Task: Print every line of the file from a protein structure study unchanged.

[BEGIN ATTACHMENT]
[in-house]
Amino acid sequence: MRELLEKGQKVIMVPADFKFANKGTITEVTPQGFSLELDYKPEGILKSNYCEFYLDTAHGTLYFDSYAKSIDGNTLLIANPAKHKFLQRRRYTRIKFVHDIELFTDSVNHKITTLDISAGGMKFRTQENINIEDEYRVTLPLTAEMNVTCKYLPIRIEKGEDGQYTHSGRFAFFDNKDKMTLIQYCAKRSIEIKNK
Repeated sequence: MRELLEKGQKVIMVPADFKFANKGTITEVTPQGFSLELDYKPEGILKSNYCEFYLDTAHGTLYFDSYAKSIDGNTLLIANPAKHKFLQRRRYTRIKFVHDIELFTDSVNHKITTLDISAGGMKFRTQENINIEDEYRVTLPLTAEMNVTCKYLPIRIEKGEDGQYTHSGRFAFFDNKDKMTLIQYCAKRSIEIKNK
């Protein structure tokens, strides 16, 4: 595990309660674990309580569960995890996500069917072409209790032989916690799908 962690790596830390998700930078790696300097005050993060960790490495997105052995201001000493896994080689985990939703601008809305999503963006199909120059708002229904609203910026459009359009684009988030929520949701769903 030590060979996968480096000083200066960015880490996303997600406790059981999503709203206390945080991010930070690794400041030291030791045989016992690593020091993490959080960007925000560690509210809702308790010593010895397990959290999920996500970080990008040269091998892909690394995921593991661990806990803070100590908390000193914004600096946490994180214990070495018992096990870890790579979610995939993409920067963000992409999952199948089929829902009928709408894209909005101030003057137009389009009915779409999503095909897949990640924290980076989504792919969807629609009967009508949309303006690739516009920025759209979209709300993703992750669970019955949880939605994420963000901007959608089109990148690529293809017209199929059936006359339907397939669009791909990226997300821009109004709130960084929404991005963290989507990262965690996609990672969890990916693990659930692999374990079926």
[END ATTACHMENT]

[in-house]
Amino acid sequence: MRELLEKGQKVIMVPADFKFANKGTITEVTPQGFSLELDYKPEGILKSNYCEFYLDTAHGTLYFDSYAKSIDGNTLLIANPAKHKFLQRRRYTRIKFVHDIELFTDSVNHKITTLDISAGGMKFRTQENINIEDEYRVTLPLTAEMNVTCKYLPIRIEKGEDGQYTHSGRFAFFDNKDKMTLIQYCAKRSIEIKNK
Repeated sequence: MRELLEKGQKVIMVPADFKFANKGTITEVTPQGFSLELDYKPEGILKSNYCEFYLDTAHGTLYFDSYAKSIDGNTLLIANPAKHKFLQRRRYTRIKFVHDIELFTDSVNHKITTLDISAGGMKFRTQENINIEDEYRVTLPLTAEMNVTCKYLPIRIEKGEDGQYTHSGRFAFFDNKDKMTLIQYCAKRSIEIKNK
């Protein structure tokens, strides 16, 4: 595990309660674990309580569960995890996500069917072409209790032989916690799908 962690790596830390998700930078790696300097005050993060960790490495997105052995201001000493896994080689985990939703601008809305999503963006199909120059708002229904609203910026459009359009684009988030929520949701769903 030590060979996968480096000083200066960015880490996303997600406790059981999503709203206390945080991010930070690794400041030291030791045989016992690593020091993490959080960007925000560690509210809702308790010593010895397990959290999920996500970080990008040269091998892909690394995921593991661990806990803070100590908390000193914004600096946490994180214990070495018992096990870890790579979610995939993409920067963000992409999952199948089929829902009928709408894209909005101030003057137009389009009915779409999503095909897949990640924290980076989504792919969807629609009967009508949309303006690739516009920025759209979209709300993703992750669970019955949880939605994420963000901007959608089109990148690529293809017209199929059936006359339907397939669009791909990226997300821009109004709130960084929404991005963290989507990262965690996609990672969890990916693990659930692999374990079926």